JJ Goss 2019 MLB Draft Profile

Greg Jones
DETROIT, MI - OCTOBER 17: A detail of officiall major league baseball postseason baseballs are seen in a bucket during batting practice between the New York Yankees and the Detroit Tigers during game four of the American League Championship Series at Comerica Park on October 17, 2012 in Detroit, Michigan. (Photo by Jonathan Daniel/Getty Images)

The end of high school brings drastic change for so many young adults. They must decide on a life path, usually centered around where to go to college, if at all. Normally when one opts to not go to college, it is to enter the workforce picking up honorable jobs that do not need the schooling that higher education provides. It is rare that the decision not to attend college is because the opportunity to become a professional athlete presents itself, but that is the situation for high-school pitcher JJ Goss.

JJ Goss MLB Draft Profile

JJ Goss is a standout pitcher from Cypress Ranch High School in Texas. He throws right handed, and he is currently the 24th ranked draft prospect according to MLB.com. The eighteen-year-old hurler is listed at six-feet-three-inches tall weighing 185 pounds. Currently, Goss is committed to pitch at Texas A&M.


Goss has a solid repertoire, featuring a fastball, slider, and changeup. His fastball sits in the 90-92 MPH range, but scouts expect him to grow into his frame and be able throw in the mid-90s more consistently. That pitch has a 55/80 grade.

In terms of scouting grades, Goss’s best pitch is his slider, felt to be a 60/80. His slider is one of the best in the draft among high school pitchers, and it is a low-80s breaker with late bite and occasional two-plane depth. Goss also has a good feel for his chanegup with similar velocity as the slider and occasional fade.

One of the toughest things for a pitcher to do is to repeat his mechanics pitch after pitch, but this is not the case for Goss. In fact, he repeats his motions very well. He has a quick, whip-like arm that works for his motion. Overall, he should hold up as a major league started once he adds additional strength.


Goss’s greatest weakness is his size. While there is the potential for him to grow into his body, his frame is a little undersized in present day. Therefore, a lot of his potential is reliant on whether he can fill into that frame as scouts hope he can.

Another con to his game is his athleticism where he may not even be the most athletic pitcher on his own team. Cypress Ranch High School has seen its fair share of notable pitching prospects over the recent years. In 2018, they had three premium arms, including Goss, Matthew Thompson, and Ty Madden.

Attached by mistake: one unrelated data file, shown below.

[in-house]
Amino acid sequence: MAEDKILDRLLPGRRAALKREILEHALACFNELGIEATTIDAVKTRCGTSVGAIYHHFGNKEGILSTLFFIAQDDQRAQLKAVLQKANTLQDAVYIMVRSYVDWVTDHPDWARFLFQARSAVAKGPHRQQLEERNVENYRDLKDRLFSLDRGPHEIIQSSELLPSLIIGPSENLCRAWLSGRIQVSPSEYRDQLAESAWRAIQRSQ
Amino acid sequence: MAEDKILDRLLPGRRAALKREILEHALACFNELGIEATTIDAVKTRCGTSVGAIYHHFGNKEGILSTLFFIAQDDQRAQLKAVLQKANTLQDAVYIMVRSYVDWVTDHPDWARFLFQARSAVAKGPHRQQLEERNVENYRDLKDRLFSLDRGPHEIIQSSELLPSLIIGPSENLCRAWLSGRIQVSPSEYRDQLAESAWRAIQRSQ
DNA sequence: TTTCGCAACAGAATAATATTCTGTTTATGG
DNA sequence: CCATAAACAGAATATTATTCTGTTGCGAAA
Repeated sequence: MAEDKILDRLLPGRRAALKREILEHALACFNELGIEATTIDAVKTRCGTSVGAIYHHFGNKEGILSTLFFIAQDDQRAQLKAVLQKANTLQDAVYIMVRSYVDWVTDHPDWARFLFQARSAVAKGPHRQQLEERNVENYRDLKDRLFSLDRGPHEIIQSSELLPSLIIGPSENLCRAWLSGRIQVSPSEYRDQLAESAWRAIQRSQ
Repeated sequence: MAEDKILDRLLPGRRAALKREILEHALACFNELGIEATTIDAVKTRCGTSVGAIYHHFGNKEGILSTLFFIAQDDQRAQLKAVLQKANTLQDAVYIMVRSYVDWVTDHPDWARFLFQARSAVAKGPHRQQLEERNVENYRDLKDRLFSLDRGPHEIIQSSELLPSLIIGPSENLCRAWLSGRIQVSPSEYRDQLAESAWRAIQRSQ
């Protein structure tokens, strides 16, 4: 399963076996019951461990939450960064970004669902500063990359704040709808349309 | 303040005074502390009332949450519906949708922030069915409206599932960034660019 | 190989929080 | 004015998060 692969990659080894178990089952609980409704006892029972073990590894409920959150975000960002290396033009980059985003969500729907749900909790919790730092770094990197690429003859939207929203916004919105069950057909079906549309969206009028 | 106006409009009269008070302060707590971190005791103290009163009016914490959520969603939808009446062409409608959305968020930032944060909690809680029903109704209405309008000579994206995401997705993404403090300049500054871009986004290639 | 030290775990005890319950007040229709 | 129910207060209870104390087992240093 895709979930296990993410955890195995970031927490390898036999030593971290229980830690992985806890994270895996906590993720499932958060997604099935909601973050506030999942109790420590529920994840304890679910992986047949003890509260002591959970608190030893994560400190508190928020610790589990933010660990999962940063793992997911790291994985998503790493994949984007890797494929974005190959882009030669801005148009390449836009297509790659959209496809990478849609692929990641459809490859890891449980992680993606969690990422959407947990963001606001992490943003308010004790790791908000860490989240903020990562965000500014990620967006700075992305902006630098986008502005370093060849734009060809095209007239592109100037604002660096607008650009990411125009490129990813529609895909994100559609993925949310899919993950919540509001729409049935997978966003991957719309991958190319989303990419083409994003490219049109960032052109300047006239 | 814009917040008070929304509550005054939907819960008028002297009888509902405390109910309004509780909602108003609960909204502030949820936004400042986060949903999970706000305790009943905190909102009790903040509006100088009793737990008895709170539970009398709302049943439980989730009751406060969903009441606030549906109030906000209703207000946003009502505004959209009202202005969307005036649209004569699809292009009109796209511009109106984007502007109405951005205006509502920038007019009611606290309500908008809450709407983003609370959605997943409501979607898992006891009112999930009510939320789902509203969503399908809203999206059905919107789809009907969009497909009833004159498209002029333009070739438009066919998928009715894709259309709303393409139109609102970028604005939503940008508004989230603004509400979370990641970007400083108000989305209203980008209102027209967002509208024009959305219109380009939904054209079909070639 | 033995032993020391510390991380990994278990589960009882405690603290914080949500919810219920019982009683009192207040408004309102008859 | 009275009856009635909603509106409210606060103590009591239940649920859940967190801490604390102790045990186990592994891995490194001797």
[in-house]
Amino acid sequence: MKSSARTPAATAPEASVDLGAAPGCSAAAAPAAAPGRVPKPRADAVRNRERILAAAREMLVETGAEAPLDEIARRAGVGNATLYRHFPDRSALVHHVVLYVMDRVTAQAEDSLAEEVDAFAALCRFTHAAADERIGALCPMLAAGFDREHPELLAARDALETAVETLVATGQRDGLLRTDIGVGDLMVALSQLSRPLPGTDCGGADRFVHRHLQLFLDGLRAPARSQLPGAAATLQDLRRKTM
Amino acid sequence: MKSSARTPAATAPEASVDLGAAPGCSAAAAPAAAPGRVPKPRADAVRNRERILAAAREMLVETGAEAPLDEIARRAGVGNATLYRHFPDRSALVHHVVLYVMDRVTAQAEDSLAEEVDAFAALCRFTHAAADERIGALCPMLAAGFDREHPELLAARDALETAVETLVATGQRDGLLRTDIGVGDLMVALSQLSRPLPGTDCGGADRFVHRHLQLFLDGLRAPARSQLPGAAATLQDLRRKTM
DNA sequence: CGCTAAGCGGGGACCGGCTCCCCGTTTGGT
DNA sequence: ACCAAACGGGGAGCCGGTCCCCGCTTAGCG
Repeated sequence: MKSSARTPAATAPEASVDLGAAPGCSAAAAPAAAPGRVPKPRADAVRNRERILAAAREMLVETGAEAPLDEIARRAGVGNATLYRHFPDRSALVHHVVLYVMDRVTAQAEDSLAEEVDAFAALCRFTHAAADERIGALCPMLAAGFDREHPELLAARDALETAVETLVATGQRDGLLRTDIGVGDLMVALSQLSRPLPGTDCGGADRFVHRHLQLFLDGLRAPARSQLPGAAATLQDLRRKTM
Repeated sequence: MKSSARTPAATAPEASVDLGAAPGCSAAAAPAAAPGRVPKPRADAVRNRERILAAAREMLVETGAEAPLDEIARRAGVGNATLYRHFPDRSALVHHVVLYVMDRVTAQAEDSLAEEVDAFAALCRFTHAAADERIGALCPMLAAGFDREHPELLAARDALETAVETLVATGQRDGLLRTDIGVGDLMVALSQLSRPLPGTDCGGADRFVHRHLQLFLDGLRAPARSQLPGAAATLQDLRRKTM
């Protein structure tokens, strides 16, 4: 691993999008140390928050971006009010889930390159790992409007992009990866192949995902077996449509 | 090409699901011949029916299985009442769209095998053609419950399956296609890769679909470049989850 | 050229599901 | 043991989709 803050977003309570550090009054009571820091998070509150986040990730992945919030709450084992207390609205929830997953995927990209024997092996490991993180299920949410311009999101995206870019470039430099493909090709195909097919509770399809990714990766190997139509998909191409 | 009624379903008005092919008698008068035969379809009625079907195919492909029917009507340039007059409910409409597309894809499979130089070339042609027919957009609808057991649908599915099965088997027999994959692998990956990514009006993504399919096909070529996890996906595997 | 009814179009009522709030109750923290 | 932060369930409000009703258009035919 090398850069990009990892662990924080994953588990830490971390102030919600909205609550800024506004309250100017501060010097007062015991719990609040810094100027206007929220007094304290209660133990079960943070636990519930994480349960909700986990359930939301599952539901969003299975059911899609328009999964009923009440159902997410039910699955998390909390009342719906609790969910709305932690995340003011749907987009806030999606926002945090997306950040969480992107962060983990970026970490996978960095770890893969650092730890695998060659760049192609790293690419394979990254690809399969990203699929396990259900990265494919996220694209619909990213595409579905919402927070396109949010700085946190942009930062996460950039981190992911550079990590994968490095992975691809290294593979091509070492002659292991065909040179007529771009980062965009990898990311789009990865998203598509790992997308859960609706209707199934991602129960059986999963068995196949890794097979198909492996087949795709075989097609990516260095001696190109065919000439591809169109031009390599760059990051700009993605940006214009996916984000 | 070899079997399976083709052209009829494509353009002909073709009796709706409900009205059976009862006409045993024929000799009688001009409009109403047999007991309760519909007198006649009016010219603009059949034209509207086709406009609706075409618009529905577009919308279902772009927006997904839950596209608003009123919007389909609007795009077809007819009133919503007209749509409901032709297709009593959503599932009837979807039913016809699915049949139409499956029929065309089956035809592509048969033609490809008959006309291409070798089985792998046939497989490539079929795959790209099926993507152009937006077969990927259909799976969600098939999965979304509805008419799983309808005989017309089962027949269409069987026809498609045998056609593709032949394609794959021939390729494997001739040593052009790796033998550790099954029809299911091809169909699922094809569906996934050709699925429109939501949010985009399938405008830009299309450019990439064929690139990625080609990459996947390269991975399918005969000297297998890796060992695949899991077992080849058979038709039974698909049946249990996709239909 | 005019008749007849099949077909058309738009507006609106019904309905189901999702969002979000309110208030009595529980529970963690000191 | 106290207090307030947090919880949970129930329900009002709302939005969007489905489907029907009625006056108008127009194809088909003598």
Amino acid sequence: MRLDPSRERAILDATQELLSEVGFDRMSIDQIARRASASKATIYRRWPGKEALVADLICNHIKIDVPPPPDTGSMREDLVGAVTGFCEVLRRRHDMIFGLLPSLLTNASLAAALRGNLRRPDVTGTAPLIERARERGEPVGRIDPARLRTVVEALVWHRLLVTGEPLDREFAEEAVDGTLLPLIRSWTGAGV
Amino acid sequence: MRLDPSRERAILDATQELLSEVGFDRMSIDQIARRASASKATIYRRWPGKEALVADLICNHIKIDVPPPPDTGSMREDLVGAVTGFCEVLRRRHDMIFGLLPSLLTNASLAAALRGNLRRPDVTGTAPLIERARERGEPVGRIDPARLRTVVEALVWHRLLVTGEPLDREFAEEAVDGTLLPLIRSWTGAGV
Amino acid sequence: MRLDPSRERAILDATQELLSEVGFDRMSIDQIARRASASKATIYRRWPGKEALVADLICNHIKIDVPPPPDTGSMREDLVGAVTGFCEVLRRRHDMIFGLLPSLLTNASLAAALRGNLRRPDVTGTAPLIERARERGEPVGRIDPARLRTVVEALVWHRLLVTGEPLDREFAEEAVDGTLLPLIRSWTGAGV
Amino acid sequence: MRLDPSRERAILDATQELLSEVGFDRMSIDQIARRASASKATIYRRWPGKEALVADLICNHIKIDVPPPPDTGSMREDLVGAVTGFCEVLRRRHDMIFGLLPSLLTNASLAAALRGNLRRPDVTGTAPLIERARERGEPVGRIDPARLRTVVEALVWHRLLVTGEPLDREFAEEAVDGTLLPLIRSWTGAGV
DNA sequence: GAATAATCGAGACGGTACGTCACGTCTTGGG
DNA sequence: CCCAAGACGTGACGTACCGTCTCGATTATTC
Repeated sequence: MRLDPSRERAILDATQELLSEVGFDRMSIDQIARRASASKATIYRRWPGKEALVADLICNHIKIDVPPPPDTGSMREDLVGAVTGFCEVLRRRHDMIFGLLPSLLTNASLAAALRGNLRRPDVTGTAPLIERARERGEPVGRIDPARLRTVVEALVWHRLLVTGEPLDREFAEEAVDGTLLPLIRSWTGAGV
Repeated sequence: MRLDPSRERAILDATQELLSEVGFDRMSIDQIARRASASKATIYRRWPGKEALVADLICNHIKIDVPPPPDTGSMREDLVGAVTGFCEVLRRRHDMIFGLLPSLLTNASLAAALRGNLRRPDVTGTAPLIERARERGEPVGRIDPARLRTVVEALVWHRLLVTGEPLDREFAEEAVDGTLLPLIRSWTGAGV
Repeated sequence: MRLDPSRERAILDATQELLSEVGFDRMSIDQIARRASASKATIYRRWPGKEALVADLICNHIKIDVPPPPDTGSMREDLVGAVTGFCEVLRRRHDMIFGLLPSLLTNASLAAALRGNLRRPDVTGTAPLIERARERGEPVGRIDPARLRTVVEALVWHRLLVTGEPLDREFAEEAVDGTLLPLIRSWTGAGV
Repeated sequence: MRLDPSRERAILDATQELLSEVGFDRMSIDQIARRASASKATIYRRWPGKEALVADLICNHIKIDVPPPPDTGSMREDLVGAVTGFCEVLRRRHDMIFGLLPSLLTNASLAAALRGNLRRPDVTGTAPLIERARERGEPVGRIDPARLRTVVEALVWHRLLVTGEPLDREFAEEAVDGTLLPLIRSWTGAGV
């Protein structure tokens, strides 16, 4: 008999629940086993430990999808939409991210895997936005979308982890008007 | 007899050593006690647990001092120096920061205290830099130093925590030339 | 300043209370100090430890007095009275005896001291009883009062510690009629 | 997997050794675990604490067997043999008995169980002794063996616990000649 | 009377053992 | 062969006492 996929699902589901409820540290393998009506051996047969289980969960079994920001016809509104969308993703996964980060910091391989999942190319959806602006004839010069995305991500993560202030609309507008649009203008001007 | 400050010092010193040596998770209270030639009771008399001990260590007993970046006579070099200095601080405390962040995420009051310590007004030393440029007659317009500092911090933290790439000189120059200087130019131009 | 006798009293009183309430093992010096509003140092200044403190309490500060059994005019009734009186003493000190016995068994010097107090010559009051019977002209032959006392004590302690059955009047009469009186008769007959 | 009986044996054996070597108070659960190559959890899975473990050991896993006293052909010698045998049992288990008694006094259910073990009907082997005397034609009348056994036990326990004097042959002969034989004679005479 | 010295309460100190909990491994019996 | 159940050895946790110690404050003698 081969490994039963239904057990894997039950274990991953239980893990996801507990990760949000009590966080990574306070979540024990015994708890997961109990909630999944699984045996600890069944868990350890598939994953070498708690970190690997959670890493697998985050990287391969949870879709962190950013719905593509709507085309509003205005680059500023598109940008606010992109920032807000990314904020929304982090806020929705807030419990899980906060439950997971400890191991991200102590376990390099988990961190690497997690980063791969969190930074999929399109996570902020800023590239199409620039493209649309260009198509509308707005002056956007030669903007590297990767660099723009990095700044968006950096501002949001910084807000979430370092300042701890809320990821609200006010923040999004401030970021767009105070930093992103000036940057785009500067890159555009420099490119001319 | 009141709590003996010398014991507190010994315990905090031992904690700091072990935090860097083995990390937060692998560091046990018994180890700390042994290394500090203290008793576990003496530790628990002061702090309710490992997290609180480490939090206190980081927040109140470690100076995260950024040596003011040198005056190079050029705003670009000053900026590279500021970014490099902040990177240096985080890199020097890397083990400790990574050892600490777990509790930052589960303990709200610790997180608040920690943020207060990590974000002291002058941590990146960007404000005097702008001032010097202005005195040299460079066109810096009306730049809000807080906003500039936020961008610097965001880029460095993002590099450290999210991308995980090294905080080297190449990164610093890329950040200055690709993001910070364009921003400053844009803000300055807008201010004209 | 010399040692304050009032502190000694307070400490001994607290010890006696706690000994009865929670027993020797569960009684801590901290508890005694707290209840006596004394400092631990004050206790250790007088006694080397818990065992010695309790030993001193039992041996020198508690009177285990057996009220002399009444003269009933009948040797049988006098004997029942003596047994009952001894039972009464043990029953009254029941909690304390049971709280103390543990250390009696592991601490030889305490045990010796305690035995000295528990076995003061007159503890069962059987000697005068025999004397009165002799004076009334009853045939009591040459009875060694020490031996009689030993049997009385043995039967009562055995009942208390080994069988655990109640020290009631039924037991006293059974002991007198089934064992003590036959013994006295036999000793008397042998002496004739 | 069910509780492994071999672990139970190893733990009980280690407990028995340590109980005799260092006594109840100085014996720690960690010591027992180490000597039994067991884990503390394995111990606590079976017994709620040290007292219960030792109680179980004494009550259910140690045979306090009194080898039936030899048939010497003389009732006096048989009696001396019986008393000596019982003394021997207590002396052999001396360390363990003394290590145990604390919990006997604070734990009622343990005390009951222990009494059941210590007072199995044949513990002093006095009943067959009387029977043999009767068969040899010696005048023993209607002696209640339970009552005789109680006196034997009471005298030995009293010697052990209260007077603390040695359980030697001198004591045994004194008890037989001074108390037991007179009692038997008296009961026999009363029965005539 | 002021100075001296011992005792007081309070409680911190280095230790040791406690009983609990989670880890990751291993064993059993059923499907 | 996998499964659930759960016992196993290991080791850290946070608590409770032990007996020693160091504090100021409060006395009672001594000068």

Madden has since graduated, but Thompson and Goss have been leading the charge this season. Thompson is more so the superior athlete of the two which has been noted by scouts. This actually resulted in Thompson being higher on draft radars than Goss at the start of the season. Athleticism aside, Goss has clearly out-pitched Thompson this season propelling him up the draft boards to his current rankings.

MLB Comparison

Goss compares well to the likes of Luis Cessa, who appears out of the bullpen and makes spot starts for the New York Yankees. Cessa illustrates the importance of Goss being able to fill out his frame. Goss is three inches taller than Cessa, but 20 pounds lighter. Ideally, 205 pounds (Cessa’s weight) is a good ballpark for where Goss needs to get.

Cessa also throws a similar repertoire to Goss although Cessa’s time in the league has allowed him to develop a larger repertoire, featuring the same three pitches as Goss plus a sinker and a curveball.

Main Photo: Embed from Getty Images

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DJ is a baseball fanatic that loves to talk about the game's history and debate it's current happenings. DJ always had a passion to write, even though he graduated college with a degree in Marketing, and it was one day while sitting in his cubicle at work that he decided to make a career change and put his journalism minor to use applying to write for LWOS. He currently contributes in depth coverage of all of MLB with an emphasis on the Yankees and Mets. DJ also freelances at MLB/NHL Network in addition to writing for LWOS, and spends his free time reading and watching college basketball.


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